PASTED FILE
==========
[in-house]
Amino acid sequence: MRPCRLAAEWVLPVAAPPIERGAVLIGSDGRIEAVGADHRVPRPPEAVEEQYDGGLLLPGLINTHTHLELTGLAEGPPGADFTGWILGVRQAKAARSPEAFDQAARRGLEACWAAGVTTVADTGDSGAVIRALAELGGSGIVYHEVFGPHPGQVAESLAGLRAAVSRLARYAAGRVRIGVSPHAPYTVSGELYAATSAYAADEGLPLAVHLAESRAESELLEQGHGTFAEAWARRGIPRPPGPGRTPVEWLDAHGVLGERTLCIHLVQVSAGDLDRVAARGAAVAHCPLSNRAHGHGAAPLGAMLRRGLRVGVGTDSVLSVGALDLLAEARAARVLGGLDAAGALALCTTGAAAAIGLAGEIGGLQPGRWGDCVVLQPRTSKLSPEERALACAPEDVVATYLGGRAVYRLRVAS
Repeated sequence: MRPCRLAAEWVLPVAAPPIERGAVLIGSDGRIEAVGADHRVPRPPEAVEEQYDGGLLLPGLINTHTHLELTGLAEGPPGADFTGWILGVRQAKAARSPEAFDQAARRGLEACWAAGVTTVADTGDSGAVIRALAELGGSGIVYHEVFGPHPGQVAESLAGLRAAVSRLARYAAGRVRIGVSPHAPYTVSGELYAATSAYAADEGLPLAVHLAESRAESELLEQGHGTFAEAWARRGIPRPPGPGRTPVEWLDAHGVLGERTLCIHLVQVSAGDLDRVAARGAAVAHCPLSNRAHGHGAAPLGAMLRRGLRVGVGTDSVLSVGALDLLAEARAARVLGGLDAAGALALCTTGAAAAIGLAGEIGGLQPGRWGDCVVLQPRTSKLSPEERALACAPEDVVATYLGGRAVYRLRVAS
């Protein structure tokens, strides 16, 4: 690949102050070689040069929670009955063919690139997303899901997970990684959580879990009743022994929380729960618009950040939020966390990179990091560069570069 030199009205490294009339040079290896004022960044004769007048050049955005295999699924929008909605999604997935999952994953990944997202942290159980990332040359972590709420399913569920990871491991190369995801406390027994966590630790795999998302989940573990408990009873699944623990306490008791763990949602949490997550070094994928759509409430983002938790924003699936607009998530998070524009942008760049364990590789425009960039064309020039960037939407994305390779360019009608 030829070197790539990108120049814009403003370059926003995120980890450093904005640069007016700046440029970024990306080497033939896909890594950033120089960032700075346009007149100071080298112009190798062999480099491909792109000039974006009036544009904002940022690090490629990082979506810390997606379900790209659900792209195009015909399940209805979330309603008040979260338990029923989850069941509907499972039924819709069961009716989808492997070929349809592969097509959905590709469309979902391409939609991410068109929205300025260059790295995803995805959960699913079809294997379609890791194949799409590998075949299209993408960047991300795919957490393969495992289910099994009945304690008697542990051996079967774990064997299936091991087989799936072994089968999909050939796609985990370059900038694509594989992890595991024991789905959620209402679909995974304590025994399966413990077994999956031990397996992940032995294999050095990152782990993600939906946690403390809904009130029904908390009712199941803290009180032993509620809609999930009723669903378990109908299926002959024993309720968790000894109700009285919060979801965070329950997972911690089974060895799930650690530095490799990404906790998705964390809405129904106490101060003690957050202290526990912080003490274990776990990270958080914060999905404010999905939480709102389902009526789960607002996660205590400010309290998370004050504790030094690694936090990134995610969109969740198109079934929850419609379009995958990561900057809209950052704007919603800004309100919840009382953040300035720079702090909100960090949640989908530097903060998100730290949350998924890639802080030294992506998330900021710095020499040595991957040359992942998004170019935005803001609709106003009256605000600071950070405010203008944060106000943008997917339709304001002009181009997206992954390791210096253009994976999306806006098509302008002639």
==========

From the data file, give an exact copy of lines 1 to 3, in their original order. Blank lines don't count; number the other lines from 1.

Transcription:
[in-house]
Amino acid sequence: MRPCRLAAEWVLPVAAPPIERGAVLIGSDGRIEAVGADHRVPRPPEAVEEQYDGGLLLPGLINTHTHLELTGLAEGPPGADFTGWILGVRQAKAARSPEAFDQAARRGLEACWAAGVTTVADTGDSGAVIRALAELGGSGIVYHEVFGPHPGQVAESLAGLRAAVSRLARYAAGRVRIGVSPHAPYTVSGELYAATSAYAADEGLPLAVHLAESRAESELLEQGHGTFAEAWARRGIPRPPGPGRTPVEWLDAHGVLGERTLCIHLVQVSAGDLDRVAARGAAVAHCPLSNRAHGHGAAPLGAMLRRGLRVGVGTDSVLSVGALDLLAEARAARVLGGLDAAGALALCTTGAAAAIGLAGEIGGLQPGRWGDCVVLQPRTSKLSPEERALACAPEDVVATYLGGRAVYRLRVAS
Repeated sequence: MRPCRLAAEWVLPVAAPPIERGAVLIGSDGRIEAVGADHRVPRPPEAVEEQYDGGLLLPGLINTHTHLELTGLAEGPPGADFTGWILGVRQAKAARSPEAFDQAARRGLEACWAAGVTTVADTGDSGAVIRALAELGGSGIVYHEVFGPHPGQVAESLAGLRAAVSRLARYAAGRVRIGVSPHAPYTVSGELYAATSAYAADEGLPLAVHLAESRAESELLEQGHGTFAEAWARRGIPRPPGPGRTPVEWLDAHGVLGERTLCIHLVQVSAGDLDRVAARGAAVAHCPLSNRAHGHGAAPLGAMLRRGLRVGVGTDSVLSVGALDLLAEARAARVLGGLDAAGALALCTTGAAAAIGLAGEIGGLQPGRWGDCVVLQPRTSKLSPEERALACAPEDVVATYLGGRAVYRLRVAS